The decision by government to ease restrictions on maritime sector activities will deal with some of the congestion currently being experienced at South Africa’s ports, but there’s some scepticism about the extent to which it will solve the problem.
While government initially indicated that only essential cargo would be handled during the lockdown, the decision to allow for the loading and offloading of non-essential cargo as well is expected to have a positive impact - but several of the ports were struggling with congestion long before the lockdown due to the outbreak of Covid-19.
It was essential for government to allow for the handling of essential and non-essential cargo, said Mike Walwyn, consultant for the South African Association of Freight Forwarding (Saaff), indicating that congestion at present was mostly being experienced outside the ports where vessels were waiting to berth. “The Port of Durban’s container terminal was yesterday only at 40% capacity. Now this can be misleading because of all the vessels waiting outside.”
He said industry had been lobbying government for the past week to allow for the handling of essential and non-essential cargo. “If one is only allowed essential cargo there are two options – take the non-essential cargo off the vessel and put it back on when the essential cargo has been offloaded. It simply is not a workable option.”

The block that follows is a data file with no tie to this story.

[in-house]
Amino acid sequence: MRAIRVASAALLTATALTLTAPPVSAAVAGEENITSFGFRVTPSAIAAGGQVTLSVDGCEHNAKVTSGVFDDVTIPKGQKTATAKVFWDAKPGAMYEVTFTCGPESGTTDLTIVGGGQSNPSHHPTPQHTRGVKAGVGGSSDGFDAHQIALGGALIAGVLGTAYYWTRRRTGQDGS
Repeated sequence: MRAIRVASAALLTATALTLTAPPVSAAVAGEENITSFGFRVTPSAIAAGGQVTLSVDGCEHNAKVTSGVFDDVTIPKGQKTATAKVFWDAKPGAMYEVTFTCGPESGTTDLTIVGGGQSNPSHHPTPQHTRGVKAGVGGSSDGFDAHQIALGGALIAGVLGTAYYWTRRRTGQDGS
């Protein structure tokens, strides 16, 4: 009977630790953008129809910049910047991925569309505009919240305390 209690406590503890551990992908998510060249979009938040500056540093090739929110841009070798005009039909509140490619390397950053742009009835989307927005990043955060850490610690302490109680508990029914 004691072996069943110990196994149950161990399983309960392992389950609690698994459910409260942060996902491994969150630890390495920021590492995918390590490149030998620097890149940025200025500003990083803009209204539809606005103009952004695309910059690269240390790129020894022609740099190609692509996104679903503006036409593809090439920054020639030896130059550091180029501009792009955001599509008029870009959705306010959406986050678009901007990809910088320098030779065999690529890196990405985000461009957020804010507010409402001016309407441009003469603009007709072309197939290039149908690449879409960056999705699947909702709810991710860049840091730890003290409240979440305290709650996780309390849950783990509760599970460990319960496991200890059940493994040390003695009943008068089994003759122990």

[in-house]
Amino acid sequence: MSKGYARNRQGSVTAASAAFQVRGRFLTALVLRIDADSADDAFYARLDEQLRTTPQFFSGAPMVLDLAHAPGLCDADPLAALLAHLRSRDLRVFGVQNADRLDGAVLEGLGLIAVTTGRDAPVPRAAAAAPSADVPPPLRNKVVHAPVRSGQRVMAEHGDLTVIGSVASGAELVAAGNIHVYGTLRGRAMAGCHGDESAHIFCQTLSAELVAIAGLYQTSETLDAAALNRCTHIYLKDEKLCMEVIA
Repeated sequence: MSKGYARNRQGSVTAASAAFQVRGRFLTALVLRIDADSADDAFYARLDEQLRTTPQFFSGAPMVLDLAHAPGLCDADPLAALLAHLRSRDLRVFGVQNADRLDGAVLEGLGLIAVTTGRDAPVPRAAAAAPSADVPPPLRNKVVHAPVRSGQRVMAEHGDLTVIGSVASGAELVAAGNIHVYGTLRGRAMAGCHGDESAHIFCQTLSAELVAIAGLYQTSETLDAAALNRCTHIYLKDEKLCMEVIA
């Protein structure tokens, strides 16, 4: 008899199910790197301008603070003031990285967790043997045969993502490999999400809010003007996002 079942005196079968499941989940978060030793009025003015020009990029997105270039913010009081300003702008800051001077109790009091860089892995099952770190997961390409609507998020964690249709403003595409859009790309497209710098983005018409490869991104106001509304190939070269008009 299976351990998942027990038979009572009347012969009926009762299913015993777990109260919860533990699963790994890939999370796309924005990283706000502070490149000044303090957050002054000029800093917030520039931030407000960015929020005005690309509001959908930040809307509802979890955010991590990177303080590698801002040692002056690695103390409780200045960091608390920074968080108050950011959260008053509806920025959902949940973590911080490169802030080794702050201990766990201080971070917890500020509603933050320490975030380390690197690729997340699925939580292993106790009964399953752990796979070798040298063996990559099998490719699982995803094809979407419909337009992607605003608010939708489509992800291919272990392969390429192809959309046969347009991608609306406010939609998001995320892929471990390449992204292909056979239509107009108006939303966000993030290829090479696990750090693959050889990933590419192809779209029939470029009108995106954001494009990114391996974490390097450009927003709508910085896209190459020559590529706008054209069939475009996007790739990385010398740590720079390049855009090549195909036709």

The other is to offload non-essential cargo and stack it in the terminal. “That in itself would gridlock the terminal within a couple of days,” said Walwyn. “The easing of restrictions now allows forwarders to either clear the cargo and store it until after the lockdown and to then unpack. Alternatively it can be left uncleared in a bond store until after the lockdown.”
Walwyn said by allowing more cargo movement at the ports, the supply chain would be improved and it would ease some of the congestion, but not necessarily all of it.